STATEHOUSE (Feb. 3, 2021) – The House Courts and Criminal Code Committee recently voted to support State Rep. Wendy McNamara's (R-Evansville) legislation helping Hoosiers with suspended licenses get back on track.
According to the Indiana Prosecutor Case Management System, driving with a suspended license has been the top misdemeanor every year from 2015 to 2019. McNamara worked with Gov. Eric Holcomb on House Bill 1199, which would provide the Indiana Bureau of Motor Vehicles more flexibility when working with Hoosiers whose suspended license is a result of not having insurance.
"Being caught driving without insurance can be like quicksand for low-income Hoosiers, because losing your license could mean losing your job and the ability to make ends meet for your family. Some people can't bounce back from that, and we've got to do more to help," said McNamara, chair of the committee. "By no means is this bill a get-out-of-jail-free card for those who intentionally break the law, but it's a helping hand for Hoosiers whose insurance coverage lapsed accidentally. For motorists who work quickly to correct this, this bill would soften the consequences and they can get back on the road faster."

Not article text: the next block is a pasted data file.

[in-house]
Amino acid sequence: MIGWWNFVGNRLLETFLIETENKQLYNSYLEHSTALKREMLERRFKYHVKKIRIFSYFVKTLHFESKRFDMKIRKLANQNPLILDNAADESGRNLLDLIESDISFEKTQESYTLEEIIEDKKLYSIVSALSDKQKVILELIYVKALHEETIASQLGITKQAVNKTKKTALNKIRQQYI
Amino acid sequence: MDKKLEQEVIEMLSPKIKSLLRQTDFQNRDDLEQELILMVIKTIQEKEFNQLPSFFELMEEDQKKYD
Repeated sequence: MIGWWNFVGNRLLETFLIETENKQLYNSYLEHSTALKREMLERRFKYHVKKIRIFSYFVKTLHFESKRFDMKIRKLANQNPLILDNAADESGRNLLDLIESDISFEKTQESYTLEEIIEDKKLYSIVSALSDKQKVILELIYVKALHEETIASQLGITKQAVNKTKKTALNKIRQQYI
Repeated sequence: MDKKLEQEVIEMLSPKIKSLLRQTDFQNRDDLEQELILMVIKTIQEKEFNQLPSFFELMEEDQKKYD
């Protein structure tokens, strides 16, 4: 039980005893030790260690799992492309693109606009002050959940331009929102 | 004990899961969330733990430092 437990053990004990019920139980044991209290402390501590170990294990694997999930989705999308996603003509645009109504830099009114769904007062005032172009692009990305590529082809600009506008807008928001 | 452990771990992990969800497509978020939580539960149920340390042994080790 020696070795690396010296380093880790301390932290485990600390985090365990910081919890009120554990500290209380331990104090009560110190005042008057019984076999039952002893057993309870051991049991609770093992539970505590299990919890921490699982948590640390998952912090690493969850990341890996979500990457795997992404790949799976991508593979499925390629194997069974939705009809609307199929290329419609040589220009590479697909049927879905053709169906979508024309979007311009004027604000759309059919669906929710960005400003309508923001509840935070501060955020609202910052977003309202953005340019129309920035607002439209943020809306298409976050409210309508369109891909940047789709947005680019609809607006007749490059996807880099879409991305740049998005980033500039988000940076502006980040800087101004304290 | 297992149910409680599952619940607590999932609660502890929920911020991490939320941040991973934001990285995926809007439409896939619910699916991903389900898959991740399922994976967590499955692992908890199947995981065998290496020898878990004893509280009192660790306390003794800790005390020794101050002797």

According to McNamara, her bill would allow the BMV to lift a license suspension if an individual can provide proof that they maintained insurance for a period of 180 days. She also said if a person fails to show proof of insurance, pay outstanding court fines or appear in court for a traffic violation case for a misdemeanor or felony charge, the suspension on their license would continue.
Additionally, McNamara said this bill would allow the Indiana Department of Correction and BMV to help nonviolent offenders reentering the workforce by delaying their license reinstatement fees. Those who have completed their sentence, are serving time on probation or are currently enrolled in job training courses, and maintain consistent employment for at least three years could be eligible for this flexibility. She also said this bill gets Hoosiers back to work while also ensuring dangerous drivers are not on the road.
"Inmates released early for good behavior, parole or because they have completed their sentence, are likely to experience difficulties transitioning back into normal life," McNamara said. "This bill attempts to ease the financial requirements to reinstate their license upfront, so they can obtain a job and take care of immediate expenses before paying back the fees."
This bill would also extend the Traffic Amnesty program for one year. The program, which was created last session, allows Indiana residents with suspended drivers licenses or unpaid traffic fines imposed before Jan. 1, 2019, the option to petition the court for a reduced fine of up to 50 percent.
State Rep. Wendy McNamara (R-Evansville) represents House District 76,
which includes portions of Posey and Vanderburgh counties.
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